Apartment building superintendent Cleveland Heep rescues what he thinks is a young woman from the pool he maintains. When he discovers that she is actually a character from a bedtime story who is trying to make the journey back to her home, he works with his tenants to protect his new friend from the creatures that are determined to keep her in our world.
M. Night Shyamalan
Bryce Dallas Howard,
In 2074, when the mob wants to get rid of someone, the target is sent into the past, where a hired gun awaits - someone like Joe - who one day learns the mob wants to 'close the loop' by sending back Joe's future self for assassination.
This suspense thriller unfolds as the audience is introduced to David Dunn. Not only is he the sole survivor of a horrific train-crash that killed 131 people he doesn't have a scratch on him. Elijah Price is an obscure character who approaches Dunn with a seemingly far fetched theory behind it all. Written by
David often wears a hooded raincoat, resembling the cape-and-hood costumes of many traditional superhero characters. See more »
David Dunn and a few other security guards are shown wearing FSU jackets and caps; this refers to the fictional Franklin State University where he works (the name derives from Franklin Field, the actual stadium name). See more »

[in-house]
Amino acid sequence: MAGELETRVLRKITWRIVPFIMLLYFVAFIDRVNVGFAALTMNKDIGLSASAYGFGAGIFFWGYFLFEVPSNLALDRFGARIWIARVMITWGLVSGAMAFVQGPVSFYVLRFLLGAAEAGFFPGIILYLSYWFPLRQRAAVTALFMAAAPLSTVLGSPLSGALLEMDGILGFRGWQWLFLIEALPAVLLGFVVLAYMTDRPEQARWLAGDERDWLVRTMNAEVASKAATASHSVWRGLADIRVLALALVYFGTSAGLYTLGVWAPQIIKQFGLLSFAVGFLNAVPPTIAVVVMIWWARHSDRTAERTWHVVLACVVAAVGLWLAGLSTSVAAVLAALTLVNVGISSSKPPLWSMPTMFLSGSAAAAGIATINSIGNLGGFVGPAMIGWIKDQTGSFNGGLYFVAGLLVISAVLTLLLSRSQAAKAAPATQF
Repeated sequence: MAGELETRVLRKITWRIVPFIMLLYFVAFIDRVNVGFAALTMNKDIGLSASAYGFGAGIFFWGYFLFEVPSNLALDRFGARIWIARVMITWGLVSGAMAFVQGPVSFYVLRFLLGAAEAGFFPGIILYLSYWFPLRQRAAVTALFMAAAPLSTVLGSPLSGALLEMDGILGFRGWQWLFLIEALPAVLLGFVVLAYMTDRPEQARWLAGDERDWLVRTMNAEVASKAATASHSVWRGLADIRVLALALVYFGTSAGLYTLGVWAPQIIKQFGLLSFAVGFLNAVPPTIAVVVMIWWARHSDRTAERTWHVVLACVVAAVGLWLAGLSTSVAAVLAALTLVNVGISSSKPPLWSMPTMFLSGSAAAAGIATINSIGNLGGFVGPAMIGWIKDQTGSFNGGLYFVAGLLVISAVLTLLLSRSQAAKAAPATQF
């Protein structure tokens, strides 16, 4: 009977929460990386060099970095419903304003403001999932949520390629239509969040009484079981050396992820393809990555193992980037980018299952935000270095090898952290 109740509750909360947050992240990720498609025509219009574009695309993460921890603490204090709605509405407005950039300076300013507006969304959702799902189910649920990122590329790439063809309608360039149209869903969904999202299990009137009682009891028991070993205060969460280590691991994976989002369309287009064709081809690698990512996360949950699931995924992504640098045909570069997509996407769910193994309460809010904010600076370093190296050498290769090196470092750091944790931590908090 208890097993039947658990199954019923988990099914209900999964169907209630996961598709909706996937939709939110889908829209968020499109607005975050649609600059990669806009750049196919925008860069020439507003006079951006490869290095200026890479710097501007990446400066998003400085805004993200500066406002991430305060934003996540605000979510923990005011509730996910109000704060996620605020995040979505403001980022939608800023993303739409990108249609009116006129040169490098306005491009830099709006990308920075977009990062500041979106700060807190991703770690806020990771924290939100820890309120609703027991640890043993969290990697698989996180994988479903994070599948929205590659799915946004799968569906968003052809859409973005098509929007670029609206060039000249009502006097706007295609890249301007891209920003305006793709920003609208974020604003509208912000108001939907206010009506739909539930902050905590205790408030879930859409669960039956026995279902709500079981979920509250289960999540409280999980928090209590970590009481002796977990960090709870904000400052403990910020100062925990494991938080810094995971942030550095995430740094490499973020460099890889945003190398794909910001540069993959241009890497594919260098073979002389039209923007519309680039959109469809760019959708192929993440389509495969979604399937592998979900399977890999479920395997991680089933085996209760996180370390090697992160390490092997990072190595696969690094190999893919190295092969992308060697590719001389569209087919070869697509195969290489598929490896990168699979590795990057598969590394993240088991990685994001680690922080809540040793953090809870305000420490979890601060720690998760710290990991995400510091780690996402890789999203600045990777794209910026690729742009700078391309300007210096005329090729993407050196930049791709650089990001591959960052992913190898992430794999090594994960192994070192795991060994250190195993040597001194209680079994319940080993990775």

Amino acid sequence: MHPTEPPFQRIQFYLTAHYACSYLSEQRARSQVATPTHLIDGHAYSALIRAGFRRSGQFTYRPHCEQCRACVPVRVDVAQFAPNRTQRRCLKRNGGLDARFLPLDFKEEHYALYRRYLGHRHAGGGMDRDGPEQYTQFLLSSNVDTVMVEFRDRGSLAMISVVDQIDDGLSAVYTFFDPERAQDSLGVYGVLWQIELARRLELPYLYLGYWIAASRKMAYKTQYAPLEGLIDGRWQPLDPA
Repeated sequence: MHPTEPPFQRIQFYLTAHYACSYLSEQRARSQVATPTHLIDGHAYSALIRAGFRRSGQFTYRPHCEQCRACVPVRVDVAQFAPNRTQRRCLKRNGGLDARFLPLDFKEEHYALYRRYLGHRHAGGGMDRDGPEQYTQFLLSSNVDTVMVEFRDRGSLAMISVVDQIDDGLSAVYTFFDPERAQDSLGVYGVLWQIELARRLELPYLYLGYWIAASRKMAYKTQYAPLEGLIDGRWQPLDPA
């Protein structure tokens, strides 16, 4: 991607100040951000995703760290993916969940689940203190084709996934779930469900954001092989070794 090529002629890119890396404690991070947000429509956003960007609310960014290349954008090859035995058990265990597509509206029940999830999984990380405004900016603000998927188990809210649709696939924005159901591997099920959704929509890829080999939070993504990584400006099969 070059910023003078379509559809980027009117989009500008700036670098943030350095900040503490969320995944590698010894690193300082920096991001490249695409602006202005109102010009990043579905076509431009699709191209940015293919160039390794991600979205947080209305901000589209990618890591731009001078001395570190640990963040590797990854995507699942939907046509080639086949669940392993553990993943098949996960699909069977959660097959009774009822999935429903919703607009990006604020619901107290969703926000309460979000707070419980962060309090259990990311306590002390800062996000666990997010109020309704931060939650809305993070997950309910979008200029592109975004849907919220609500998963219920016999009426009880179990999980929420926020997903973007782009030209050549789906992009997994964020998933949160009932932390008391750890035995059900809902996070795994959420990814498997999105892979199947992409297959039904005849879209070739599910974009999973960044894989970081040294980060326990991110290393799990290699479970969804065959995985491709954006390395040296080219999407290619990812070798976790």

It appears that your baby has sustained some fractures while inside your uterus... his arms and his legs are broken.
[Elijah's mother bursts into tears]
See more »
As the movie starts, the FBI warning shatters like a window breaking. See more »
Prelude in G major, BWV 902 (from 'Prelude and Fughetta in G major')
Written by Johann Sebastian Bach
Performed by Glenn Gould
Courtesy of Sony Classical
By Arrangement with Sony Music Licensing
Courtesy of The Estate of Glenn Gould See more »
Willis finds out some strange things about himself after being the sole survivor in a train wreck. Jackson tells him he's special. Is he really?
Unbreakable really is an act 1 superhero story stretched to feature lenght (Night tells us in an interview). Genius. For once I believe Willis is the person on screen, not that he's playing Bruce Willis, the cool actor. Night uses colors (mostly blue, purple and green) and well chosen camera-angles as imagesystems (word is that the storyboard read like a comic). Most of them really work out well. I loved the slow pacing of the film. It really takes it time to tell us what's going on. As usual Shyamalan puts human drama first in his script. The first scene where Willis meets the woman in the train... You have to see the genius of it. In a few lines of dialog Shyamalan let's us discover the character Dunn.
Another reason why I love this film is because Shyamalan shows he has courage to make THIS after the enormous success of The Sixth Sense, which I think is inferior to this film. I just know the studio execs where pushing for something more tangible than this, but he chose this instead. A homage to comic books. And it works! BEAUTIFUL!!
100 of 137 people found this review helpful.
Was this review helpful to you?